Wednesday, November 18, 2015

Pencil Review: Faber-Castell Castell 9000 2B + 2B Pencil Comparison

I've already reviewed the 4H version of the Faber-Castell Castell 9000 pencil, and in that review I mentioned that I wanted to try it in a softer grade.  Well, that time has come, and I now have a 2B version of this pencil (2B is one of my favourite pencil grades) to review.  But because I have already reviewed another version of the Castell 9000, in this review I'm going to focus on comparing it with some other 2B pencils that I own.  (If you want to read a more general review of the Castell 9000, please see my original post.)

Faber-Castell Castell 9000 in 2B and 4H.

Like the 4H, the 2B Castell 9000 is a dark green hexagonal pencil with gold lettering.  If you're a pencil novice and have ever wondered about what difference the grade of a pencil makes, check out the photo above.  There actually is a writing sample from both pencils there, but the 4H (directly below the 2B writing sample) is so faint as to be scarcely noticeable in the photo.  It's a bit darker in real life, but not by much.  That's what makes the medium-soft grades (HB, B, 2B) much more versatile for writing and sketching.

I compared the Faber-Castell Castell 9000 with three other 2B pencils: the Staedtler Mars Lumograph, Tombow MONO Drawing pencil, and Prismacolor Scholar.  Of these, the Tombow MONO was the darkest, smoothest, and softest.  The Prismacolor felt the scratchiest.  The Castell 9000 may have been ever-so-slightly the hardest.  When I compared how well the pencils smudged and blended, the Castell 9000 was the best, the Mars Lumograph and the Tombow MONO were similar, and the Prismacolor was the worst.  All the pencils erased well, though the Tombow MONO left the most shadow behind, probably because it was the darkest pencil.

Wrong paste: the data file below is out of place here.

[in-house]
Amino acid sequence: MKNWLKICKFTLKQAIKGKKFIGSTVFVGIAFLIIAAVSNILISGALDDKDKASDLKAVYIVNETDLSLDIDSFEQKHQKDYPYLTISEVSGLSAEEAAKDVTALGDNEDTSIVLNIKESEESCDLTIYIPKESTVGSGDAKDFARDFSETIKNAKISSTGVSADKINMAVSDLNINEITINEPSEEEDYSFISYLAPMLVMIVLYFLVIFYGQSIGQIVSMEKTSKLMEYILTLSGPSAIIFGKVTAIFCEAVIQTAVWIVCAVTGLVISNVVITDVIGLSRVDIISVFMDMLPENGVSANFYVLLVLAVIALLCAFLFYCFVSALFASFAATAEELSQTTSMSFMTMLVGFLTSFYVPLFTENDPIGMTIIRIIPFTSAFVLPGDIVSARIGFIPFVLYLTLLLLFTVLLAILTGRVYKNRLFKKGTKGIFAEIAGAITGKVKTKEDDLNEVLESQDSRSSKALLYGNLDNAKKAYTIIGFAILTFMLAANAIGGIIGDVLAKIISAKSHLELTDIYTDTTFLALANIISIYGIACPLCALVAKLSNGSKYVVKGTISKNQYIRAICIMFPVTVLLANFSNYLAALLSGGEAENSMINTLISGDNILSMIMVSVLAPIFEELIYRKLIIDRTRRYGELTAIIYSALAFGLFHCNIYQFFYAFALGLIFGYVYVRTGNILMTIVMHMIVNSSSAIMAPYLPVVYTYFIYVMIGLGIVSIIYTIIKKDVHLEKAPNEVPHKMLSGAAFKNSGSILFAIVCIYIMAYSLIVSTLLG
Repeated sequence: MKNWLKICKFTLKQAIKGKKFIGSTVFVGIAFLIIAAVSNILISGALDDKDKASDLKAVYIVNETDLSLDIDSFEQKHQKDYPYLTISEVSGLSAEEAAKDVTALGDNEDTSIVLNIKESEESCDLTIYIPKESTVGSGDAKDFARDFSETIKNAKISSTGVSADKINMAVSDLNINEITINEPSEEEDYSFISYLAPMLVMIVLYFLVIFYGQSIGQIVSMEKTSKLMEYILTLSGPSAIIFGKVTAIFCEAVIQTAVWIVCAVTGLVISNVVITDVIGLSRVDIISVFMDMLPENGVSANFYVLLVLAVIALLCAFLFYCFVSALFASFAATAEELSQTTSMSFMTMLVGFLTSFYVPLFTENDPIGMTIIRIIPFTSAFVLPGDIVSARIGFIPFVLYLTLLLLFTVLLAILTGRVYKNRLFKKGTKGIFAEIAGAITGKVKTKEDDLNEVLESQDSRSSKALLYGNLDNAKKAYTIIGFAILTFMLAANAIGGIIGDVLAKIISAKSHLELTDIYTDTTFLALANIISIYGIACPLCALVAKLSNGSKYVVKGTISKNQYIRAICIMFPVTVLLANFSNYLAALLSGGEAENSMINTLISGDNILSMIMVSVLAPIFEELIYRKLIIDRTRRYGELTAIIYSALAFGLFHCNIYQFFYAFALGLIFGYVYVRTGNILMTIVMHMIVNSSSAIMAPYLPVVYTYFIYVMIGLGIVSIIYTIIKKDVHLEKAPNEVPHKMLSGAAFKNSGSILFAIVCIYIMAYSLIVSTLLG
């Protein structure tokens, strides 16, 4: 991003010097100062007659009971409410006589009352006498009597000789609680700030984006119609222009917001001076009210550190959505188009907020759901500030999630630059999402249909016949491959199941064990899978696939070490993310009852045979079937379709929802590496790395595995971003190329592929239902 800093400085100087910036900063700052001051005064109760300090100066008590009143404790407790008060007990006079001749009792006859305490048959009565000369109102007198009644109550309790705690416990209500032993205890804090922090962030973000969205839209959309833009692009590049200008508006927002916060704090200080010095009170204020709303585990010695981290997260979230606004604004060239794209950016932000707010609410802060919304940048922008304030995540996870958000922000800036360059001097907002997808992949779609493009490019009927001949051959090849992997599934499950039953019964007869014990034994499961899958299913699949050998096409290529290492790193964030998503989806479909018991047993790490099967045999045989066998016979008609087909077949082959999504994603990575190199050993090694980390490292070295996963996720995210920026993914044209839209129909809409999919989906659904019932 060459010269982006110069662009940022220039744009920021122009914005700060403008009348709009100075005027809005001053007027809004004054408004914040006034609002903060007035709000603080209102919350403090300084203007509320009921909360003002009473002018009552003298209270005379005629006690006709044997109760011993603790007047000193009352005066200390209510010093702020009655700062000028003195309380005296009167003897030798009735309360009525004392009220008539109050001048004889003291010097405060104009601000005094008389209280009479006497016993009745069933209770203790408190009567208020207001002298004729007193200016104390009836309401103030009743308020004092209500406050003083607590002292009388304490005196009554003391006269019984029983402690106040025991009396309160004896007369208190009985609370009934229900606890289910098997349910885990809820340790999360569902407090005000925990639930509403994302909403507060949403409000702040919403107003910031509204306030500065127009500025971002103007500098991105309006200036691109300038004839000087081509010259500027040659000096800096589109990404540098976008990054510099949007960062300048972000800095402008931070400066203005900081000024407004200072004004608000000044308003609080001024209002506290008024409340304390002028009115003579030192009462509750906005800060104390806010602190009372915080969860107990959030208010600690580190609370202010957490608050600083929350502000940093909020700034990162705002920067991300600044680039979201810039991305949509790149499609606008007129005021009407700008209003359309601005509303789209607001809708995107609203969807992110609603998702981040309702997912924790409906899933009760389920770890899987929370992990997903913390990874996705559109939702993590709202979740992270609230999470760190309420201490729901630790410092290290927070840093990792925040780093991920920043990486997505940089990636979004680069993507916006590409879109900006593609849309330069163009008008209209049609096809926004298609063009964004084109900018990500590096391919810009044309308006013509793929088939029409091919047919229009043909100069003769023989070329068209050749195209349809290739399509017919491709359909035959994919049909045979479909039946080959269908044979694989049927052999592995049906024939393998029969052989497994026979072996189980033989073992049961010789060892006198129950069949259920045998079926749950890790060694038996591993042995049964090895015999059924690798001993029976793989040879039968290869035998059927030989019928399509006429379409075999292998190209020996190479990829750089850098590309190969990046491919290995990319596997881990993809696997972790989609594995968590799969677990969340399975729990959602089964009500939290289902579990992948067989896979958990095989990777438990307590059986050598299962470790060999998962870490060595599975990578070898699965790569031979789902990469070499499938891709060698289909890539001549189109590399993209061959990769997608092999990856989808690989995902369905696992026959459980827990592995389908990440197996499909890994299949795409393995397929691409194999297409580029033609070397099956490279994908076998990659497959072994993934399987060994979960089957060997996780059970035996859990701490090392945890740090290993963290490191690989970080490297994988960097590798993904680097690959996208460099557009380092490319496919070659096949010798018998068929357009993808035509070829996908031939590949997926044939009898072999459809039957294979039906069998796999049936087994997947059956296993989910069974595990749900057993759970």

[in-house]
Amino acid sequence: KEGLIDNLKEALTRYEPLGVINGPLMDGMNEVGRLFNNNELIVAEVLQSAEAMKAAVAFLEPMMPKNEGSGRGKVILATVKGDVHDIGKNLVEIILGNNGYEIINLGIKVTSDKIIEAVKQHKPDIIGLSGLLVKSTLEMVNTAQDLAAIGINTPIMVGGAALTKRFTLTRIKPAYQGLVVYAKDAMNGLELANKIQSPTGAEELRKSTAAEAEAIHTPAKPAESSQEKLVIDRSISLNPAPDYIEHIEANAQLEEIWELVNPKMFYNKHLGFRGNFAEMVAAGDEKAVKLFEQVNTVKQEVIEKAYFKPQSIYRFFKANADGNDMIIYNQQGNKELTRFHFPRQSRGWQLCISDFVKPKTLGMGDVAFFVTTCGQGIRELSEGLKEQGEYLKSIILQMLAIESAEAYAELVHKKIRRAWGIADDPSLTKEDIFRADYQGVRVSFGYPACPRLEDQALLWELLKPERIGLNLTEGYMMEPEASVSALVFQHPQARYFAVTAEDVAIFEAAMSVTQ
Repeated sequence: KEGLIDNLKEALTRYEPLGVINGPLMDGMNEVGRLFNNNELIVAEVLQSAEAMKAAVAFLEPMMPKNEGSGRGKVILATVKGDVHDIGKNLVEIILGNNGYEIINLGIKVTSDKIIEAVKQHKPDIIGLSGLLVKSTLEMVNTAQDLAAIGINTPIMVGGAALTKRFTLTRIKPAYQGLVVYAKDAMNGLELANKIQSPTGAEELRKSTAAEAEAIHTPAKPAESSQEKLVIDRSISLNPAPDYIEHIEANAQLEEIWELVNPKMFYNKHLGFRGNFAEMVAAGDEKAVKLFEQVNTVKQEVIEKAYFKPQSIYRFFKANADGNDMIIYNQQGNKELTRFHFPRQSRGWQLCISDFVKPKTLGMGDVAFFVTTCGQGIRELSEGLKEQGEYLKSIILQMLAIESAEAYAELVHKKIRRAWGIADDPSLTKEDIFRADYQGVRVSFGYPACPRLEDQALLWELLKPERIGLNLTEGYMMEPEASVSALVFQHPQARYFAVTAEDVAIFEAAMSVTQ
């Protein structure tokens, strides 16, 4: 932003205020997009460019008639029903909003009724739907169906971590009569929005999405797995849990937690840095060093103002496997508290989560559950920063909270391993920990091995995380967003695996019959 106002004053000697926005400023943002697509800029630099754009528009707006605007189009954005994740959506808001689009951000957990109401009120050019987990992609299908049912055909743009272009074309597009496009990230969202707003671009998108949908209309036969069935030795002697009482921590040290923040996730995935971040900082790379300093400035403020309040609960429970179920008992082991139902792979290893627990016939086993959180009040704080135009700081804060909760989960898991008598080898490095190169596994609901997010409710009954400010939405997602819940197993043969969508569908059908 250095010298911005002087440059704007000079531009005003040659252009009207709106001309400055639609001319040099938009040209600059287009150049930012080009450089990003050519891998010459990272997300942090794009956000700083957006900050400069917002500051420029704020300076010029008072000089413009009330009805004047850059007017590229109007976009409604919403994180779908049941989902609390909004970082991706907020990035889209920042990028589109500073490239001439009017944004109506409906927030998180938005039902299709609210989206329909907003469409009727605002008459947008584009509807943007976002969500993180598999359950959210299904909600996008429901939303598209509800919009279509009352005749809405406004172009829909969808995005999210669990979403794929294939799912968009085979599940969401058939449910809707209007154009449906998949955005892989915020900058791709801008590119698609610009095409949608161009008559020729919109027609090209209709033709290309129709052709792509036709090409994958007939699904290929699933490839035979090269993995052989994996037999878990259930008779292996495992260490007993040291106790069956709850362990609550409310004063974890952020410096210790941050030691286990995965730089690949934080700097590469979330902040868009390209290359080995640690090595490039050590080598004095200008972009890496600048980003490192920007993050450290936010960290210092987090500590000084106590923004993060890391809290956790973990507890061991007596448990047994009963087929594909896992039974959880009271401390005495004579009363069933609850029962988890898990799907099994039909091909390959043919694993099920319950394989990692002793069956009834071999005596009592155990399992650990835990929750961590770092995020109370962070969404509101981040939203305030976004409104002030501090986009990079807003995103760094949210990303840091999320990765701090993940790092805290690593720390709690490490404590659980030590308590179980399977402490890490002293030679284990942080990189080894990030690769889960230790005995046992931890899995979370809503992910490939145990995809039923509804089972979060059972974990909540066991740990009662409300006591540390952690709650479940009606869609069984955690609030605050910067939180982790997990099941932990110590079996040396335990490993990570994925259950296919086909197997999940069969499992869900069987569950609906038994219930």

I have to admit that, before I began this post, I expected that the Tombow MONO was going to be my favourite of these pencils, because I thought I liked darker pencils better.  But after sketching with all four pencils, I actually think I preferred both the Staedtler Mars Lumograph and the Faber-Castell Castell 9000, and - because it smudged the best - the Castell 9000 may even have been my favourite of all them.  My least favourite was undoubtedly the Prismacolor Scholar; I did not like its scratchier feeling on the page, and it hardly smudged or blended at all.  This pencil is apparently marketed to beginners, but I think that if I had started sketching with this pencil, I would have been very disappointed.

My camera apparently hated these sketches and refused to photograph them without either turning them blue or making them look washed out (as above).  I actually think they're not that bad.  Even that tricky-to-draw stapler turned out okay.

Overall, I am happy with the Faber-Castell Castell 9000 in 2B.  I like it much more than the 4H version, and I think it may even become my new favourite pencil.  The Tombow MONO Drawing pencil and the Staedtler Mars Lumograph are also excellent pencils, and I enjoyed sketching with all of three of those pencils.  If you like a darker pencil, then the Tombow MONO is the one for you.  And any of those three pencils would be a better choice for beginners than the Prismacolor Scholar.

Related reviews: Alan Li Drawings, Pens! Paper! Pencils!.

1 comment:

  1. I find this a very interesting post and it looks like you enjoyed comparing them while making your wonderful sketches. Thankfully...


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